A Witchhunt on YANs or another case of Armenophobia by Azerbaijan
About 10 days ago, two Russian citizens were captured in Azerbaijan’s Chaykend village (Getashen village, occupied by Azerbaijan) located in the Goygol region.
According to the Azerbaijani media, the captives were a married couple of Armenian origin visiting Azerbaijan as tourists. They also had “Marqarisa Zakaryan Qranov”’s name (Margarita Zakaryan Granov) spread out as one of the Russian citizens, saying she and her husband were detained because of their “suspicious behavior” as they were “taking pictures in the village”.
Some of the Azerbaijani sources state that the reason for the detention of the Russian citizens of Armenian origin was their stay in the immediate vicinity of the front line which is operated in a special wartime regime. Turan News Agency published an article the day after the mass news of detention, stating that they were to have a background check, preventative conversation and be out of detention. Despite this, no information about the citizens was out officially and up to this day, the spouses are still remaining in detention.
It is to mention, that in 1991, during the ongoing war between Nagorno-Karabakh and Azerbaijan, the Armenian village of Getashen was occupied by Azerbaijan and its population forcibly driven out of their land and homes without money, documents and essential goods of need. Finding themselves in the middle of the war, many of them fled to different directions, including Russia.
Taking into account the fact that Azerbaijan does not allow Armenian citizens or people with Armenian last names to visit their country, the spouses have probably had Russian last names. It is a common practice in Azerbaijan to restrict the entrance of Armenians into Azerbaijan, regardless of citizenship.
Marat Ueldanov-Galustyan, a Russian citizen of Armenian origin, was invited to take part in a conference on restaurant business, taking place in Azerbaijan, as he was working as a manager in a restaurant in Sochi. After 3 days of stay in Baku, Marat was detained on June 9, 2016.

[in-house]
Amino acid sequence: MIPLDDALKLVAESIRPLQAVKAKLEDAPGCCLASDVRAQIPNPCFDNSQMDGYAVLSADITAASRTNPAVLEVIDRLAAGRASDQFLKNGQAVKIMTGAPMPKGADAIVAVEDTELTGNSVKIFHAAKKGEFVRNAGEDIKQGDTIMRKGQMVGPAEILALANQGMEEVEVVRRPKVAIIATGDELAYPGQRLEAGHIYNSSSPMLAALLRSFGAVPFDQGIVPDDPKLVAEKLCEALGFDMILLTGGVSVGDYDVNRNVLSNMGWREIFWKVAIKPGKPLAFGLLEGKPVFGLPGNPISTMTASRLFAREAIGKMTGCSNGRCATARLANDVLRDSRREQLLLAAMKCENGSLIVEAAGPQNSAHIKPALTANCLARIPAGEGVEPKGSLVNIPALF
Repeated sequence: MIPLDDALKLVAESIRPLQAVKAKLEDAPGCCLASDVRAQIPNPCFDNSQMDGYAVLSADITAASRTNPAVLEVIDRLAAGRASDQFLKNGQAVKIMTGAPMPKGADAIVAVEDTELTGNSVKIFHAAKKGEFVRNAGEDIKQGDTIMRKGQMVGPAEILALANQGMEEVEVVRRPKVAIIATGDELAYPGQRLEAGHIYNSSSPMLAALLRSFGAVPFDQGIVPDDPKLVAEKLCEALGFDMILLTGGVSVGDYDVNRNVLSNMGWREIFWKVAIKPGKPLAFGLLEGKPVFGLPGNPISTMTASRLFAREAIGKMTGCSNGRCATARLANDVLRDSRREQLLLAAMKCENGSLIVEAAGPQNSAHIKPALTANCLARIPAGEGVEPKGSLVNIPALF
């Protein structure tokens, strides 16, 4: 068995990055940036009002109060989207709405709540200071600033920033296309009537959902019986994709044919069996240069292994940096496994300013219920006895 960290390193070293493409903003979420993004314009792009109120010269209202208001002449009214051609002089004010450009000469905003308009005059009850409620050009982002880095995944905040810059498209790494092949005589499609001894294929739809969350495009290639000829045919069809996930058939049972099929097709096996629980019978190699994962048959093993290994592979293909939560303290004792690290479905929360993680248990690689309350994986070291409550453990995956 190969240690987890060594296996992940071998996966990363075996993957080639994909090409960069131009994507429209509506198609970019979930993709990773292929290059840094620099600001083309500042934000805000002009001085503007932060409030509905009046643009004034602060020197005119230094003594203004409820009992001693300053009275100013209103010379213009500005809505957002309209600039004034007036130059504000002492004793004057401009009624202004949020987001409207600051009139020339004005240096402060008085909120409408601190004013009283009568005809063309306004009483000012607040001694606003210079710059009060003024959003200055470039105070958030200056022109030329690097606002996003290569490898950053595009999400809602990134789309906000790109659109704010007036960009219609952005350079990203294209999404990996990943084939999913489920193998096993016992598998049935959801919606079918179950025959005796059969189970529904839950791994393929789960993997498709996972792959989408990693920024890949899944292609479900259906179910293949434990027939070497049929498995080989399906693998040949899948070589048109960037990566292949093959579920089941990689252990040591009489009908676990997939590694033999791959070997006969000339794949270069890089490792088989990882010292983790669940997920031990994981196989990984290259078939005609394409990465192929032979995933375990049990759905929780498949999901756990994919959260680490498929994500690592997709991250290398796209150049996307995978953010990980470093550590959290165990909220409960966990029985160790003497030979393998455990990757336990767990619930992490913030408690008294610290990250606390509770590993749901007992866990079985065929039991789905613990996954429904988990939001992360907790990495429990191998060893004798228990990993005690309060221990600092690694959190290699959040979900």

Azerbaijani investigators accused him of espionage for Armenia and Russia but sentenced him to 8 years of imprisonment for illegal trade of drugs. It is important to notice that “Ueldanov” was his wife’s last name and he did have his Armenian last name ending with “YAN” on his passport. Can we call this a witchhunt on “YANs”? Yes. He had to spend 3 years in prison in Azerbaijan because of his last name, his Armenian ethnicity.
In 2018, Azerbaijani authorities banned Estonian citizen Karine Oganesyan, a member of the Tallinn city council, from entering the country at the Baku airport. Oganesyan had officially received an electronic visa and departed to Baku as part of the Estonian delegation but was immediately barred from entering the country because of her Armenian last name. Oganesyan was detained and spent 12 hours in a special zone at the airport after which she was sent back to Estonia.
Greco-Roman wrestler, World, and European Champion Arsen Julfalakyan was one of the first Armenian sportsmen to visit Baku, to take part in the World 2007 World Wrestling Championships: “There was no sign, nothing to show that we represent Armenia. I don’t even have Azerbaijani stamp on my passport just to say I have been there once. And, last but not least, we were taken straight from the airport to the hotel by bus with the Turkish flag on it. I had a feeling as if something bad, like a terror attack, is going to happen.”,- said Julfalakyan in an interview with the Russian RTV1 channel, concluding that he won’t go to Baku once again.
Article 2 of the UN's Universal Declaration of Human Rights states:
“...no distinction shall be made on the basis of the political, jurisdictional or international status of the country or territory to which a person belongs, whether it be independent, trust, non-self-governing or under any other limitation of sovereignty.”
ECHR has taken a strong stance on discrimination based on racial or ethnic origin, declaring that “...no differentiated attitude that is exclusively or decisively based on one's ethnic origin can be objectively justified in a modern democratic society founded on the principles of pluralism and respect for different cultures”. [Sejdić and Finci v. Bosnia and Herzegovina] 27996/06, 34836/06, 22,12. 2009].
Being a member of the UN since March 1992, Azerbaijan has to comply with the articles of the above-mentioned Declaration which in these cases is not only dismissed but also violated by unofficial law, a ban on Armenians or an act of Armenophobia.
In the meantime, starting from January 2019, 16 Azerbaijani people have visited Armenia on both personal and business purposes. Armenia does not share their personal information for their own security, considering the common practice of persecution carried out by Azerbaijan.
Azerbaijan’s policy of Armenophobia is a violation of the Universal Declaration of Human Rights and the United Nations Declaration on the Elimination of All Forms of Racial Discrimination - an act of racism on a state level. The policy of racial discrimination in the whole country has led to an atmosphere of hatred and intolerance towards Armenians, a striking example of which is Gurgen Margaryan's ax-murder by Ramil Safarov who was then pardoned and heroized.